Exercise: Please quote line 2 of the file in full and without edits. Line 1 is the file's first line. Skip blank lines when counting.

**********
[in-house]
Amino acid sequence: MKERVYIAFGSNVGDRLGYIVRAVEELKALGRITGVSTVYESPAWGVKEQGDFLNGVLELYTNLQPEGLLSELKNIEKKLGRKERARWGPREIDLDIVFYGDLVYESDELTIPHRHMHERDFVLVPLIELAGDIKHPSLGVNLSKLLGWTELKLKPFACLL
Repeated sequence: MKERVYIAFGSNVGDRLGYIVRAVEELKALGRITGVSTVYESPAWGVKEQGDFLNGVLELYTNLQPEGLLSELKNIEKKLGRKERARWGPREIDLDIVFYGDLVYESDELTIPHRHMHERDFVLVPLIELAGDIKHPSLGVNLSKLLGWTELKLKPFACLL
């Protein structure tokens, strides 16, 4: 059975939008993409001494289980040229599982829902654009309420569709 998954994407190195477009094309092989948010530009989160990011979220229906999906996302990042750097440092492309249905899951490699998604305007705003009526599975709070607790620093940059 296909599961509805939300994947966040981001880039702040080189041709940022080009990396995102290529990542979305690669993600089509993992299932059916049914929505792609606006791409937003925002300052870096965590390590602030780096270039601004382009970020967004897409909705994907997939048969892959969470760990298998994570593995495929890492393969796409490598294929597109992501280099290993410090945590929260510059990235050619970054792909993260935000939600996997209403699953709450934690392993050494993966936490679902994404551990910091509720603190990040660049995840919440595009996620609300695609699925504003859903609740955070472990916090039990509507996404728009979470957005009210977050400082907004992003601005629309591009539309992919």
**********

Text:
Amino acid sequence: MKERVYIAFGSNVGDRLGYIVRAVEELKALGRITGVSTVYESPAWGVKEQGDFLNGVLELYTNLQPEGLLSELKNIEKKLGRKERARWGPREIDLDIVFYGDLVYESDELTIPHRHMHERDFVLVPLIELAGDIKHPSLGVNLSKLLGWTELKLKPFACLL